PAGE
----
Moving now to the East coast where July was as wet and wild as can be. Our wettest city in the U.S. this month smashed their own record for wettest July, and came oh so close to setting their wettest month on record. This soggy city is the crown jewel of the Outer Banks – Hatteras, North Carolina. Wet records aside, July featured 17 days of rainfall where six would see more than an inch. Over eighteen inches would fall in a ten day span making it the wettest such stretch on record in Hatteras. Among those ten days, three back to back days would see close to nine inches total. That too is a record for three-day rainfall. Believe it or not, Hatteras would only break one daily rainfall record throughout the month. Odds are, if your vacation brought you to the Outer Banks in July, it was more wet than wonderful.
In what would be a tropical-fuel firehose of moisture, a streak of impressive rainfall stretching from the Carolinas through Central Pennsylvania would leave a path of flash flooding, mudslides, sink holes, and water rescues. Aided by moisture from Hurricane Chris, an upper air pattern developed a narrow corridor of flow from the southeast to the northwest over the region resulting in day after day of heavy rainfall.
One hundred and five cities would have one of their top 10 wettest Julys on record. Of those, seventeen cities would have their wettest. The bulk of these fell in the mid-Atlantic where most areas saw day after day of tropically influence rainfall.
Since we ended the month snowless coast-to-coast, I decided to share some stats on the month of severe weather across the nation. First let’s recap where we are in the year.
So far in 2018 we’ve seen 713 tornadoes which is well below the year-to-date average of just over 1100. The majority of these tornadoes have occurred in the southeastern U.S. as well as in the high plains. Iowa leads the way with 51 tornadoes since January 1st.
We were rather close to average during the month of July with 94 reported tornadoes. One particular hot bed for activity was the state of Iowa where we saw two of our strongest tornadoes on the year.
Both Eastern Pella and Marshalltown saw tornadoes on July 19th as part of a line of severe storms. July 19th would eventually become the year’s 2nd biggest tornado outbreak day with 28 reported tornadoes.
The largest hail fell in Wright, Kansas and was the size of grapefruits!
An incredible 110 mph gust was reported in Frenchburg, Kentucky. This was later ruled as a microburst which can create violent wind gusts as thunderstorms collapse.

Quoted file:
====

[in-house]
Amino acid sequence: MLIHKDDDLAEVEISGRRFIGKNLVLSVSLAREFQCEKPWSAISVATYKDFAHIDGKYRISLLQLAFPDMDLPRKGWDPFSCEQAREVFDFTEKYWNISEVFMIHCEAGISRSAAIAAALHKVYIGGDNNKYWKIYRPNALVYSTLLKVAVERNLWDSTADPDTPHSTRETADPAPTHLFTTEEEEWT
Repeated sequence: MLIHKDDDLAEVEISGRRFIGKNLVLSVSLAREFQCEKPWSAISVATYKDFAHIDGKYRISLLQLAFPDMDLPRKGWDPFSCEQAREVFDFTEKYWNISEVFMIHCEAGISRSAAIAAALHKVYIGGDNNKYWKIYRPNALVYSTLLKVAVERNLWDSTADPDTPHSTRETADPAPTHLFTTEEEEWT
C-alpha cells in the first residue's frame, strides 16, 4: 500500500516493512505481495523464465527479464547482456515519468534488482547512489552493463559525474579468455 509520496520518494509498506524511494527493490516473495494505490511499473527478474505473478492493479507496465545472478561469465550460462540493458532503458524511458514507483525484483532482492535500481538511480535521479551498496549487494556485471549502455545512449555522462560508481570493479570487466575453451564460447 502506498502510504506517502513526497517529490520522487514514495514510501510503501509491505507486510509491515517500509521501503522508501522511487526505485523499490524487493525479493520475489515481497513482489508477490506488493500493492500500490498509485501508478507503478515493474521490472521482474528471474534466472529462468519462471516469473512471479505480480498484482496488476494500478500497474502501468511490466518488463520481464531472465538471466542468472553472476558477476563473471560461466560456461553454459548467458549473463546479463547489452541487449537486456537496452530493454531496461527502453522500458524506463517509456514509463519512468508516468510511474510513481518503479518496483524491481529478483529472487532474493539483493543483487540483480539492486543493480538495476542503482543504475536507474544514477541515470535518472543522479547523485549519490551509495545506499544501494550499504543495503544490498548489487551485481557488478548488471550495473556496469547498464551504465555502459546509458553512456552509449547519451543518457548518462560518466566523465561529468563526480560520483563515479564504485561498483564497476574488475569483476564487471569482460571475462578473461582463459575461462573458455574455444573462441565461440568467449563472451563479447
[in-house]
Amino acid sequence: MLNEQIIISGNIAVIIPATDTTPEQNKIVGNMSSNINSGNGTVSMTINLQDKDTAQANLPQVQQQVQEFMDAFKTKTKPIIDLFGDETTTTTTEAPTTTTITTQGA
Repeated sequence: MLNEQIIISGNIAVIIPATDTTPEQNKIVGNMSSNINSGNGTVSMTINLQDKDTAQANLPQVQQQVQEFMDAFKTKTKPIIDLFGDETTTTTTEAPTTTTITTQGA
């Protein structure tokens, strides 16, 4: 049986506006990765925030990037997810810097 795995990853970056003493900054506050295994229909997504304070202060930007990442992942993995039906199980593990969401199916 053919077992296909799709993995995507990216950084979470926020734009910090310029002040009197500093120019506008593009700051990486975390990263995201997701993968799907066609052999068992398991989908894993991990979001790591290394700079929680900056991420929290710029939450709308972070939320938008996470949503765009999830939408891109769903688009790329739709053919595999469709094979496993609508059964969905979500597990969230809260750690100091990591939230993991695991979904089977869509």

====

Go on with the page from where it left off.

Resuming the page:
Sunniest City (average % of sky cover)
Our sunniest place should actually be four places. You see, four cities actually tied, to the decimal point, to be our sunniest city this month. So why did I choose one to be on top? Because I’m lazy and only want to write about one city, that’s why!
Our pick for sunniest location has 30 cloud-free days. On that remaining day, a 20 minute thunderstorm produced just enough clouds to bump the single day average to 10%. When it wasn’t raining for 20 minutes, it was downright hot in Boise. They ended the month four degrees above average and had twenty-eight days with highs at or above 90 degrees. Statistically, Boise is the 47th sunniest city in the United States and they see their sunniest weather in July. Go figure.
Cloudiest City (average % of sky cover)
And finally, we’ll end our trip around country in not-so-sunny Florida. This time of the year is known to be rather volatile in the sunshine state. Any given day can produce brilliant sunshine or rounds of afternoon thunderstorms. Basically, take 50% of your days as good and the rest as not-so-good. In Tampa, they did a little worse than 50-50. Twenty-eight days saw mostly cloudy skies of which 21 produced rainfall. As expected, July in the cloudiest month of the year for Tampa. One crazy thing to think about is that Tampa’s 66% was the worst we had for cloud cover in the entire US. Even in places like the mid-Atlantic, where it seemed like it would never stop raining, ended the month sunnier on average than Tampa.
There you have it, the extremes for the month that was July 2018. Make sure to check back next month to see what August has in store!
What weather extremes did you face in July where you live? Let me know in the comments below.